Ed Bott:

If this were a political race, a 50 percent overall approval rating would be a solid base from which to start.


Sure, you can use some convoluted guesstimations based on Amazon rating gobbledygook to deduce that people “like” Windows 8 somewhere in between Windows 7 and Windows Vista. Or you could just look at sales. And not just bullshit “sales” to OEM partners. Actual sales.

I still like my “shitshow” prediction from last year. This is all playing out exactly as I imagined it would. And I believe that will continue, even after Windows “Blue”.

The problem is twofold. 1) Windows 8 is mainly a turd — further turdified by shitty products like the Surface. 2) The PC industry as a whole is dying and Microsoft has no competent horse in the next-gen game.  

So let’s revisit this Windows 8 satisfactory nonsense towards the end of the year when we can see some sales data — at least as a shadow of Microsoft’s financial performance, shall we?

James Temple of the San Francisco Chronicle tries to make the point that we shouldn’t bash the government for hampering innovation when it’s often the only entity that lead to true innovation — or something. It’s all sort of muddled. But what’s really odd is that in his attempt to get to his point, Temple throws Max Levchin under the bus.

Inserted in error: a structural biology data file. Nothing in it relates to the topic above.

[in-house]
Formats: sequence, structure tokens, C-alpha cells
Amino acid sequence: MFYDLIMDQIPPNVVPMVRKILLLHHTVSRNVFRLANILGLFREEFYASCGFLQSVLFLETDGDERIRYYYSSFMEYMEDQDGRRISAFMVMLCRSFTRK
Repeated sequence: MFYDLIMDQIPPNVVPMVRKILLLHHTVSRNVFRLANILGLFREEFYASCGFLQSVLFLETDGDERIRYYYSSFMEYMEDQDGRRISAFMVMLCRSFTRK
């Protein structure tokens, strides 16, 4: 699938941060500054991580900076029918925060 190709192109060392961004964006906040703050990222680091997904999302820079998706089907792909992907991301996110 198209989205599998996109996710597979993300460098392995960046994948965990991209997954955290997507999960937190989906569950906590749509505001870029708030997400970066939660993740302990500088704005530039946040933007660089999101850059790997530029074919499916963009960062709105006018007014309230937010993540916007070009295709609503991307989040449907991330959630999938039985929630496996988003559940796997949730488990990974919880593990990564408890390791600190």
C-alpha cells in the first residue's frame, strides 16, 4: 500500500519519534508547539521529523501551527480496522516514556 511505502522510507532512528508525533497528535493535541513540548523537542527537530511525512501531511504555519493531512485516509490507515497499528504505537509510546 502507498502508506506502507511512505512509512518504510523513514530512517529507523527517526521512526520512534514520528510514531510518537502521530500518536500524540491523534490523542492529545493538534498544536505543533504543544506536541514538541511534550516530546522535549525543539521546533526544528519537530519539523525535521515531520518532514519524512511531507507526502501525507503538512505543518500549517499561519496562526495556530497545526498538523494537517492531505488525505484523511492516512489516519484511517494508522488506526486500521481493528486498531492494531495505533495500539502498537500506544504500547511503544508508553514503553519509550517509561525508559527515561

This is weirdly misguided since Temple clearly doesn’t fully understand what Levchin’s new company, Affirm, is trying to do. If Levchin is successful in making payments a true one-click experience on mobile devices, I think that would be pretty damn innovative and have massive “game-changing” ramifications across many fields — potentially anyone trying to make money online in our increasingly mobile society.

Just because something seems simple doesn’t mean it can’t have a huge impact. But hey, it’s not putting words down on dead trees to sell increasingly decaying advertising space.



Classic DF takedown of what appears to be some awfully misleading journalism:

There are signs that Apple’s grip on tablets has been weakened among consumers, who are buying more devices made by Samsung and Amazon. Now the trend is trickling into the business market.

Stop reading there and what is the reader to think, other than “more bad news for Apple”? Two paragraphs later, we get the actual numbers:

Out of all of the tablets that installed Good’s management software during 2012, Android’s share grew from 2.7% in the first quarter to 6.8% by the fourth quarter, with the iPad grabbing nearly the entire rest of the market.

Overall, Apple’s iPad and iPhone devices made up 77% of new devices using Good Technology software last year, up from 71% in 2011, with Android-powered devices making up much of the rest.